Promoting Cross-Border Energy Infrastructure Act (Rep. Mullin): This legislation would streamline the process by which transnational pipelines are approved. According to the bill sponsor: “By streamlining the construction and operation of international border-crossing facilities used for the import and export of oil, natural gas, and electricity, the United States can more efficiently continue the trade of energy products with neighboring countries.”
Hydropower Clean Energy Future Act (Rep. McMorris-Rodgers): This legislation would designate the Federal Energy Regulatory Commission as the lead agency regarding all federal authorizations and compliance for any required state or local environmental reviews. By allowing one single agency to lead the approval process, it removes other layers of bureaucracy that slow the process for the construction of hydropower plants.
Advanced Nuclear Deployment Act (Rep. Latta): This legislation creates a framework for the construction of advanced nuclear reactor plants. This framework would “expedite and streamline the licensing of advanced reactors,” which would bring more reactors online in a faster and more cost-effective manner.
In addition to streamlining regulations, the package of bills would also take steps to ensure that consumers have access to energy from a diverse array of sources. With many members of Congress, cabinet officials, and even the president committed to ending fossil fuels, energy producers may have to deal with a high level of uncertainty that could spell trouble for long-term investments in the industry. Businesses, no matter which industry, need certainty to plan for long-term capital investments for the months and years ahead. While the Biden administration fogs the future, the Republican alternative creates lasting certainty among non-renewable energy producers to ensure they know the government will not try and legislate them, or their workers, out of business. The plan includes:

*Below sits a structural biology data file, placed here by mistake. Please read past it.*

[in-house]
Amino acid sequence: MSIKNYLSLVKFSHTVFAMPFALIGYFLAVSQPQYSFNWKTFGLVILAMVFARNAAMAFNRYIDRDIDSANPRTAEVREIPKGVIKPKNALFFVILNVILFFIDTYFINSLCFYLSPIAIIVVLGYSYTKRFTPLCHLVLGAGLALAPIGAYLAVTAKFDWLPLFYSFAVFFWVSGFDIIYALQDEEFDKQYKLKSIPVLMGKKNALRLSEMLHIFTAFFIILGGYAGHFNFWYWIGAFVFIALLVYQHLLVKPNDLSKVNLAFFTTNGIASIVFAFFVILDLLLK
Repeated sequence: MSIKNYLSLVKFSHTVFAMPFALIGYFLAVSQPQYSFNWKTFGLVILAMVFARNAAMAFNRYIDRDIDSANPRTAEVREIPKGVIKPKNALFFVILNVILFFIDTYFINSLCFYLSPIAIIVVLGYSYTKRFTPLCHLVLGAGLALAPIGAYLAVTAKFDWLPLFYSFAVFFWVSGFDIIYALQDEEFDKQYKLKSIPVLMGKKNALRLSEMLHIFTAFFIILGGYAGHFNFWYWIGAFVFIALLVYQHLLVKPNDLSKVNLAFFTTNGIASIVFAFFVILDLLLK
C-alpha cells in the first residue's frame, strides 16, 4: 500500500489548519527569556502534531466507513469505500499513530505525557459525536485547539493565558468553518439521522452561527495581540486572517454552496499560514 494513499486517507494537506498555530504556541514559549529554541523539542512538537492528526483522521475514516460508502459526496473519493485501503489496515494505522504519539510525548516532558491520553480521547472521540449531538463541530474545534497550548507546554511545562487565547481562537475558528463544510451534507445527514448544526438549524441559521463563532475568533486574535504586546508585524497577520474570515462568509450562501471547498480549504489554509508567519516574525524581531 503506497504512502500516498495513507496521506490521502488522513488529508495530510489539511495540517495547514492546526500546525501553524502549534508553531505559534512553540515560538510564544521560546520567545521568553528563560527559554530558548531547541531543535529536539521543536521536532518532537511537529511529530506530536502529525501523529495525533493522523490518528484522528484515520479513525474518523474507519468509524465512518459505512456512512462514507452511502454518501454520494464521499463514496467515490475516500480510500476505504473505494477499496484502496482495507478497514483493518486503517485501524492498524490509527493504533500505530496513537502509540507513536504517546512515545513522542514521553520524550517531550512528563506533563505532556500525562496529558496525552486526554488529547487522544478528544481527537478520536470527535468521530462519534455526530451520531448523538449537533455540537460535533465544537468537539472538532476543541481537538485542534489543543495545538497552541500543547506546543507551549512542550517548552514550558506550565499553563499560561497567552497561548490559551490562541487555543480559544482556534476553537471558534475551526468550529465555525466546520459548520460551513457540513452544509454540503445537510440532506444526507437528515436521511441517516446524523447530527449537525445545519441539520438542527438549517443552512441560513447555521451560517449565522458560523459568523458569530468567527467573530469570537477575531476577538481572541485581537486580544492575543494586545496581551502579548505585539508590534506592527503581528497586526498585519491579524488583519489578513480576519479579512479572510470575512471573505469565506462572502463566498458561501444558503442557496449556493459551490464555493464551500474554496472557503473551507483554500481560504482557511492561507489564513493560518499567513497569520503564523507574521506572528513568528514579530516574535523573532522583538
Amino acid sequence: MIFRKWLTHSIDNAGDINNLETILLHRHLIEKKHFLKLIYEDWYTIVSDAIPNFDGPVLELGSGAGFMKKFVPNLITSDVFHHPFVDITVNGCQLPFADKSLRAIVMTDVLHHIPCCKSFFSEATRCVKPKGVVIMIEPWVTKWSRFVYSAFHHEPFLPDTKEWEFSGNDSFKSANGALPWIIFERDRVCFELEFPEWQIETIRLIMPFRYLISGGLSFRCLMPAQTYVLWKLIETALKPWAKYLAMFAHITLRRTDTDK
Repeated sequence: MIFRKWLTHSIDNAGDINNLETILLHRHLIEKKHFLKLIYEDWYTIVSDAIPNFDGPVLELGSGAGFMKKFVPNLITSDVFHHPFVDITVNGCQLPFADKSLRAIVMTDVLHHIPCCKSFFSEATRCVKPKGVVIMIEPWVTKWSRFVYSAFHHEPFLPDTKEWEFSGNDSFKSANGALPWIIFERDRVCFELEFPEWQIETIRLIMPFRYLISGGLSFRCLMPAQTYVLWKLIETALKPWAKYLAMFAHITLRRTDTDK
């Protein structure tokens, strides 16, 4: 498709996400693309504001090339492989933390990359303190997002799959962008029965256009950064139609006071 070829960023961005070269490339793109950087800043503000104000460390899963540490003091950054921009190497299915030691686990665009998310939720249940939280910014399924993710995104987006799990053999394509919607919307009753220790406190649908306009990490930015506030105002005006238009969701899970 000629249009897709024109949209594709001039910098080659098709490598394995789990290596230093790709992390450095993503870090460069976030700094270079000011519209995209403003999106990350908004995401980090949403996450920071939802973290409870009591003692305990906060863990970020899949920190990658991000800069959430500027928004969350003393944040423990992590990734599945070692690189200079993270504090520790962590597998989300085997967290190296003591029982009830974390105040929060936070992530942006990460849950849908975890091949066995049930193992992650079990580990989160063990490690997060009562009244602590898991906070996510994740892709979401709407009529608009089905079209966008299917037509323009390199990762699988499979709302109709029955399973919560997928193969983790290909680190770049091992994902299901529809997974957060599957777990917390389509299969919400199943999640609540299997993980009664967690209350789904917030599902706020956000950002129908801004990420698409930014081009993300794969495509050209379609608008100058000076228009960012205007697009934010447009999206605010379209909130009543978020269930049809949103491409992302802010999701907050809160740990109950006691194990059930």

Keystone XL Pipeline Construction and Jobs Preservation Act (Rep. Armstrong): This legislation would reverse President Biden’s misguided executive order to end construction of the Keystone XL pipeline. If enacted, it would enshire in law the construction of the pipeline and therefore allow thousands of hardworking Americans to get back on the job. This project is crucial for North American energy independence as well as the important trading relationship with our neighbors to the north.
Protecting American Energy Production Act (Rep. Duncan): This legislation would prohibit any president from banning fracking, thereby protecting American energy jobs and American energy production. Hydraulic fracking not only provides a livelihood for hundreds of thousands of Americans, but is also responsible for a decline in environmentally-harmful energy use. Banning fracking is a loser for American workers and clean energy.
The free market works well as long as the government doesn’t meddle. Moreover, competition in free markets has benefited all consumers by lowering energy costs for ratepayers - while also lowering American CO2 output. But as is usually the case, when the government intervenes in the market it creates distortions which benefit a select few at the expense of everyone else.
This alternative plan to the Green New Deal isn’t perfect, but it is a serious, thoughtful approach to bringing more clean energy projects online in a more efficient, cost-effective way. It is an important conversation-starter that Congress needs to consider.